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Written by Herself: Autobiographies of American Women: An Anthology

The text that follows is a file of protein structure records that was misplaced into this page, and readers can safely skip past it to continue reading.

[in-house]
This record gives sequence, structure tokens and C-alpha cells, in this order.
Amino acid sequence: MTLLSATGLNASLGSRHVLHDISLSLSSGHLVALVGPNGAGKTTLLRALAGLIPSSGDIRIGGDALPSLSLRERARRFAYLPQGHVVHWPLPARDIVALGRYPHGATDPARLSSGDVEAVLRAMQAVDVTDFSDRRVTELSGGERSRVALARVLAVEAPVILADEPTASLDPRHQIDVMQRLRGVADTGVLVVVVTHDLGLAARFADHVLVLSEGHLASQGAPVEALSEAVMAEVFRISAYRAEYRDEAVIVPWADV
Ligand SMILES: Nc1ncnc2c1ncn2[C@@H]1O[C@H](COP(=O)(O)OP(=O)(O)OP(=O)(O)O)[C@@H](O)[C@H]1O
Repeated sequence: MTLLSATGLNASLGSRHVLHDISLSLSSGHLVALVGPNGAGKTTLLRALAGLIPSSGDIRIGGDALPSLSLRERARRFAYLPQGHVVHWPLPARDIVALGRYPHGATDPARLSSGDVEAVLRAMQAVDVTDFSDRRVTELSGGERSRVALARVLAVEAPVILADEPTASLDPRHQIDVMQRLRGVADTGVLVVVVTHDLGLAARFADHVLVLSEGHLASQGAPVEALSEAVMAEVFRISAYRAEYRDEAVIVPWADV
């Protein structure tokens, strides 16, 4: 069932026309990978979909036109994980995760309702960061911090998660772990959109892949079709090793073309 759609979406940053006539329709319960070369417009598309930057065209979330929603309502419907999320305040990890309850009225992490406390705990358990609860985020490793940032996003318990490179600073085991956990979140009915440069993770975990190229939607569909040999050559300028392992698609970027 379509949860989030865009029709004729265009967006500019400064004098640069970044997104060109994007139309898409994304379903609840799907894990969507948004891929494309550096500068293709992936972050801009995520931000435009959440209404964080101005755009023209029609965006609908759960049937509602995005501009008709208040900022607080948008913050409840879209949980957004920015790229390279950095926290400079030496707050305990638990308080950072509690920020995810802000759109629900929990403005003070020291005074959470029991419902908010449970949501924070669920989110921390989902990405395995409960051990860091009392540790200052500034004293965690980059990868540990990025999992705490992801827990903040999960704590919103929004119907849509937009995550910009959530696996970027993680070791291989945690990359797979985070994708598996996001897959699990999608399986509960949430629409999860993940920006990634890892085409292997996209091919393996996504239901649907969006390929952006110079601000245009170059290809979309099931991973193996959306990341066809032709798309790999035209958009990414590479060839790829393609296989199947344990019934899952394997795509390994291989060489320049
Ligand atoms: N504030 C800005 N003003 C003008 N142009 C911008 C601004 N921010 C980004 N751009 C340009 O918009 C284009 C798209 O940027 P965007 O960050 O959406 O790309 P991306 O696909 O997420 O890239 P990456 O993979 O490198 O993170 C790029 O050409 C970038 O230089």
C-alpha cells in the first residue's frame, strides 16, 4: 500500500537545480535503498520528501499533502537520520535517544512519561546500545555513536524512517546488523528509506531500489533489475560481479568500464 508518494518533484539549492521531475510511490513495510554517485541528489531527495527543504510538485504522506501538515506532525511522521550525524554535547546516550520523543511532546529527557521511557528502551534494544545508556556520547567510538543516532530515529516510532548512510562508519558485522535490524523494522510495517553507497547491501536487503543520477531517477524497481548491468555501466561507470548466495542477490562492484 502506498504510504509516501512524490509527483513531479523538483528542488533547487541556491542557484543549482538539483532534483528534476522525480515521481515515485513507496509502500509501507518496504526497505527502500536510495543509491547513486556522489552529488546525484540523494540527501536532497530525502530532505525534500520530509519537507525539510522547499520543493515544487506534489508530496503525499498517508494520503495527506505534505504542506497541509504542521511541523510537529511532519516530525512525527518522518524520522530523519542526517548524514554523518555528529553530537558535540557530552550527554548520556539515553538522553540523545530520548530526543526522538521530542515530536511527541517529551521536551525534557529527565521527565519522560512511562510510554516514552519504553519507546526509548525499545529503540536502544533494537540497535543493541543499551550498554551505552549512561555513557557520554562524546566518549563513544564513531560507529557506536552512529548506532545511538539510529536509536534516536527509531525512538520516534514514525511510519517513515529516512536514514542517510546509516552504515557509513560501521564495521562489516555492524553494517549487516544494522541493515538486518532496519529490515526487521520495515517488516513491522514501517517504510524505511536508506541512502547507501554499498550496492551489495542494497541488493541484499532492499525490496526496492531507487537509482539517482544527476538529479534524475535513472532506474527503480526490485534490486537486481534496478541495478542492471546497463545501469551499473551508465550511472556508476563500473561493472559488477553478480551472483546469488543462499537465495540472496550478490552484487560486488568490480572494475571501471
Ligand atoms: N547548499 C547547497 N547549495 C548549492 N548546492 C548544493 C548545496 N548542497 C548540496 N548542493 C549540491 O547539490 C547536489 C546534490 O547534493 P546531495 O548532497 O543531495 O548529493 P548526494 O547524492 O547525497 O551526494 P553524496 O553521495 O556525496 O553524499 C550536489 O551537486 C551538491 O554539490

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The bestselling author of The Road from Coorain presents an extraordinarily powerful anthology of the autobiographical writings of 25 women, literary predecessors and contemporaries that include Jane Addams, Zora Neale Hurst, Harriet Jacobs, Ellen Glasgow, Maya Angelou, Sara Josephine Baker, Margaret Mead, Gloria Steinem, and Maxine Hong Kingston. Contents: My Story Ends Wit The bestselling author of The Road from Coorain presents an extraordinarily powerful anthology of the autobiographical writings of 25 women, literary predecessors and contemporaries that include Jane Addams, Zora Neale Hurst, Harriet Jacobs, Ellen Glasgow, Maya Angelou, Sara Josephine Baker, Margaret Mead, Gloria Steinem, and Maxine Hong Kingston. Contents: My Story Ends With Freedom. from Incidents in the Life of a Slave Girl by Harriet Ann Jacobs from Dust Tacks on a Road by Zora Neale Hurston from My Lord, What a Morning by Marian Anderson from I Know Why the Caged Bird Sings by Maya Angelou Research Is a Passion With Me: Women Scientists and Physicians. from A History of Psychology in Autobiography by Margaret Floy Washburn from Fighting for Life by S. Josephine Baker from Unpublished Memoir by Dorothy Reed Mendenhall from Research is a Passion with Me by Margaret Morse Nice from Stranger and Friend by Hortense Powdermaker from An Autobiography and Other Recollections by Cecilia Payne Gaposchkin from Blackberry Winter by Margaret Mead Arts and Letters. from A New England Girlhood by Lucy Larcom from On Journey by Vida Dutton Scudder from Modeling my Life by Janet Scudder from The Woman Within by Ellen Anderson Gholson Glasgow from Journey Around My Room by Louise Bogan from Portrait of Myself by Margaret Bourke-White from The Woman Warrior by Maxine Hong Kingston Pioneers and Reformers. from The Story of a Pioneer by Anna Howard Shaw from Twenty Years at Hull-House by Jane Addams from My Days of Strength by Anne Walter Fearn from Margaret Sanger by Margaret Sanger from I Change Worlds by Anna Louise Strong from This Life I've Led by Mildred Ella (Babe) Didrikson Zaharias from Outrageous Acts and Everyday Rebellions by Gloria Steinem